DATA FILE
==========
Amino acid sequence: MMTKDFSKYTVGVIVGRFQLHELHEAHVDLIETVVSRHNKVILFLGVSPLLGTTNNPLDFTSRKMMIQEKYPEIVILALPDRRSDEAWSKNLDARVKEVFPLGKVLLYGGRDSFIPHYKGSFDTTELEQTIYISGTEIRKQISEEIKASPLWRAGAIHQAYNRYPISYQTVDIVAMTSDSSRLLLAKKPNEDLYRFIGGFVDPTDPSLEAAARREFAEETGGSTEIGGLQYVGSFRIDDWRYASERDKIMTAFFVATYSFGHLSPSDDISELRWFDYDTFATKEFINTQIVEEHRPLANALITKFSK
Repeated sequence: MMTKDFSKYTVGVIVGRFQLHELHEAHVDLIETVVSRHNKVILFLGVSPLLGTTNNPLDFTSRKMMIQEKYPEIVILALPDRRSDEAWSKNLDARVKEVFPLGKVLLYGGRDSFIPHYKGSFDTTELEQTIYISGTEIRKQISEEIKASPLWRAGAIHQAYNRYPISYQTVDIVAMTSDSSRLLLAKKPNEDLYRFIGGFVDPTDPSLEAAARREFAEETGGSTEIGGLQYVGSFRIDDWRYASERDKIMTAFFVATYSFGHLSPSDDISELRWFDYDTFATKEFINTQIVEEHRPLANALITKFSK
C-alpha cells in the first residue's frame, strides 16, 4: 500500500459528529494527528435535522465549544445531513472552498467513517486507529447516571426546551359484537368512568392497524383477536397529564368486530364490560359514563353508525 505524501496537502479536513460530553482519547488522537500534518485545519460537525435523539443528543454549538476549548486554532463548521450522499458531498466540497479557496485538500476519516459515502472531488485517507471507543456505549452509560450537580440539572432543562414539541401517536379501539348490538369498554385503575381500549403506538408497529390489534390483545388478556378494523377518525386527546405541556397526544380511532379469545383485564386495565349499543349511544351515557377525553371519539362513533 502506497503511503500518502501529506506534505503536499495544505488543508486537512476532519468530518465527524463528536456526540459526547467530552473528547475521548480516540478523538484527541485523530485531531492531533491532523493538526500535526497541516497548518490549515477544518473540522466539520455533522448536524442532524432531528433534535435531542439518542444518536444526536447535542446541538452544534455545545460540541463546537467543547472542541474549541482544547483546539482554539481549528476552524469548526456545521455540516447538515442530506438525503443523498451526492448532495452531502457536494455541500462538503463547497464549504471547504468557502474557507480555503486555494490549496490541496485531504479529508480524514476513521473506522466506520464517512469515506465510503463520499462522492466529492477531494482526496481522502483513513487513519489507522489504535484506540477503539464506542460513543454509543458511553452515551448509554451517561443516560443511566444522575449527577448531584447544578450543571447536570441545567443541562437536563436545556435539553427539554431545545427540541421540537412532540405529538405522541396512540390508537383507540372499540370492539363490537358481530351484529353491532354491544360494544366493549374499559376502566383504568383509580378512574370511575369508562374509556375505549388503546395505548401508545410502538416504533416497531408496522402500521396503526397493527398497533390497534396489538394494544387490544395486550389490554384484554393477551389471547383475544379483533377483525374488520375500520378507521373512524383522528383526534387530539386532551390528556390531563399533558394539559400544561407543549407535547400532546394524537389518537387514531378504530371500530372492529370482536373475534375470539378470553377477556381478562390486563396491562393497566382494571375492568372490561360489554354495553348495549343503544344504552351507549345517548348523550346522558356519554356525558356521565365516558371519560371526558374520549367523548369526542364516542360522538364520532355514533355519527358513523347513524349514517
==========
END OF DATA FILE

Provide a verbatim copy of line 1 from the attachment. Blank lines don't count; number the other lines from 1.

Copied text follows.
Amino acid sequence: MMTKDFSKYTVGVIVGRFQLHELHEAHVDLIETVVSRHNKVILFLGVSPLLGTTNNPLDFTSRKMMIQEKYPEIVILALPDRRSDEAWSKNLDARVKEVFPLGKVLLYGGRDSFIPHYKGSFDTTELEQTIYISGTEIRKQISEEIKASPLWRAGAIHQAYNRYPISYQTVDIVAMTSDSSRLLLAKKPNEDLYRFIGGFVDPTDPSLEAAARREFAEETGGSTEIGGLQYVGSFRIDDWRYASERDKIMTAFFVATYSFGHLSPSDDISELRWFDYDTFATKEFINTQIVEEHRPLANALITKFSK